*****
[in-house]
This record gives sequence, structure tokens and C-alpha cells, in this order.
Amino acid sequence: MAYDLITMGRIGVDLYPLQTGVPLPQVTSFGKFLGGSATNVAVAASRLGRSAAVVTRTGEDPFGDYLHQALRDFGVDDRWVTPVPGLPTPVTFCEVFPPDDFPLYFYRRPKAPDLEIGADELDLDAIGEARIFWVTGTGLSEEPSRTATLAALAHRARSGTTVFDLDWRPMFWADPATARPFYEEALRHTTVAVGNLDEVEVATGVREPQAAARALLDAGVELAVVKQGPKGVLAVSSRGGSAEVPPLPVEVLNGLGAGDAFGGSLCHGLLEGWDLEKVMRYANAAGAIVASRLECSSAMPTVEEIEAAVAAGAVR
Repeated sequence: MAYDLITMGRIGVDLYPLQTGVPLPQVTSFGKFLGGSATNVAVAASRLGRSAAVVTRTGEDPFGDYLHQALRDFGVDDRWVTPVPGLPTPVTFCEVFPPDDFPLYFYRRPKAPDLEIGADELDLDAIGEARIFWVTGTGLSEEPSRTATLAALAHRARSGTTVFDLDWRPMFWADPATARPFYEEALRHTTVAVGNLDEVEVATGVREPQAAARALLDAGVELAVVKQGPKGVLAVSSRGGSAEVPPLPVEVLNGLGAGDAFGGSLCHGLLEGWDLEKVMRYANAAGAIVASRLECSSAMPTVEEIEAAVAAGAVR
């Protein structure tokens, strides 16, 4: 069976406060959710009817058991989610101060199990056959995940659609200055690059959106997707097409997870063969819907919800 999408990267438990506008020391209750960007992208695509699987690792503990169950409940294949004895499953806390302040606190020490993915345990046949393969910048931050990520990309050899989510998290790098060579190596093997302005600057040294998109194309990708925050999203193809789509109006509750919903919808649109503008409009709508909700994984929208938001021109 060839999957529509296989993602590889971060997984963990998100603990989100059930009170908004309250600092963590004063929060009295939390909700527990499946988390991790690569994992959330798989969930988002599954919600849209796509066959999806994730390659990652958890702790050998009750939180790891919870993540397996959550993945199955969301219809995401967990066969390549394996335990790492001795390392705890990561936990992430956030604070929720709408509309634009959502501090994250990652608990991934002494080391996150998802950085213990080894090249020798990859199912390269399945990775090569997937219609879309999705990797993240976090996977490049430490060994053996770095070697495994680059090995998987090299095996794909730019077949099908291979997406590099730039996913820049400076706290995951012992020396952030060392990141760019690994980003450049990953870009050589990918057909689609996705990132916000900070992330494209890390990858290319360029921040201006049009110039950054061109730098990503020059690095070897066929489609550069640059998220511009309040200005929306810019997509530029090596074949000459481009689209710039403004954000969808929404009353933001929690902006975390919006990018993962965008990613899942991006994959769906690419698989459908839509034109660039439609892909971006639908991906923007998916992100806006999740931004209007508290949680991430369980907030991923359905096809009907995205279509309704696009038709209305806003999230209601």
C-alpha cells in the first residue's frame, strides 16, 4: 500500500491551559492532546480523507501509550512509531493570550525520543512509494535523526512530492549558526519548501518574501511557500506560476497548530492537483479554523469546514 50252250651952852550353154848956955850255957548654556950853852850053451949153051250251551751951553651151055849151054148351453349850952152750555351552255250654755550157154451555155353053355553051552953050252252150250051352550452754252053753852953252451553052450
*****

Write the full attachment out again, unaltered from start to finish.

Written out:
[in-house]
This record gives sequence, structure tokens and C-alpha cells, in this order.
Amino acid sequence: MAYDLITMGRIGVDLYPLQTGVPLPQVTSFGKFLGGSATNVAVAASRLGRSAAVVTRTGEDPFGDYLHQALRDFGVDDRWVTPVPGLPTPVTFCEVFPPDDFPLYFYRRPKAPDLEIGADELDLDAIGEARIFWVTGTGLSEEPSRTATLAALAHRARSGTTVFDLDWRPMFWADPATARPFYEEALRHTTVAVGNLDEVEVATGVREPQAAARALLDAGVELAVVKQGPKGVLAVSSRGGSAEVPPLPVEVLNGLGAGDAFGGSLCHGLLEGWDLEKVMRYANAAGAIVASRLECSSAMPTVEEIEAAVAAGAVR
Repeated sequence: MAYDLITMGRIGVDLYPLQTGVPLPQVTSFGKFLGGSATNVAVAASRLGRSAAVVTRTGEDPFGDYLHQALRDFGVDDRWVTPVPGLPTPVTFCEVFPPDDFPLYFYRRPKAPDLEIGADELDLDAIGEARIFWVTGTGLSEEPSRTATLAALAHRARSGTTVFDLDWRPMFWADPATARPFYEEALRHTTVAVGNLDEVEVATGVREPQAAARALLDAGVELAVVKQGPKGVLAVSSRGGSAEVPPLPVEVLNGLGAGDAFGGSLCHGLLEGWDLEKVMRYANAAGAIVASRLECSSAMPTVEEIEAAVAAGAVR
């Protein structure tokens, strides 16, 4: 069976406060959710009817058991989610101060199990056959995940659609200055690059959106997707097409997870063969819907919800 999408990267438990506008020391209750960007992208695509699987690792503990169950409940294949004895499953806390302040606190020490993915345990046949393969910048931050990520990309050899989510998290790098060579190596093997302005600057040294998109194309990708925050999203193809789509109006509750919903919808649109503008409009709508909700994984929208938001021109 060839999957529509296989993602590889971060997984963990998100603990989100059930009170908004309250600092963590004063929060009295939390909700527990499946988390991790690569994992959330798989969930988002599954919600849209796509066959999806994730390659990652958890702790050998009750939180790891919870993540397996959550993945199955969301219809995401967990066969390549394996335990790492001795390392705890990561936990992430956030604070929720709408509309634009959502501090994250990652608990991934002494080391996150998802950085213990080894090249020798990859199912390269399945990775090569997937219609879309999705990797993240976090996977490049430490060994053996770095070697495994680059090995998987090299095996794909730019077949099908291979997406590099730039996913820049400076706290995951012992020396952030060392990141760019690994980003450049990953870009050589990918057909689609996705990132916000900070992330494209890390990858290319360029921040201006049009110039950054061109730098990503020059690095070897066929489609550069640059998220511009309040200005929306810019997509530029090596074949000459481009689209710039403004954000969808929404009353933001929690902006975390919006990018993962965008990613899942991006994959769906690419698989459908839509034109660039439609892909971006639908991906923007998916992100806006999740931004209007508290949680991430369980907030991923359905096809009907995205279509309704696009038709209305806003999230209601």
C-alpha cells in the first residue's frame, strides 16, 4: 500500500491551559492532546480523507501509550512509531493570550525520543512509494535523526512530492549558526519548501518574501511557500506560476497548530492537483479554523469546514 50252250651952852550353154848956955850255957548654556950853852850053451949153051250251551751951553651151055849151054148351453349850952152750555351552255250654755550157154451555155353053355553051552953050252252150250051352550452754252053753852953252451553052450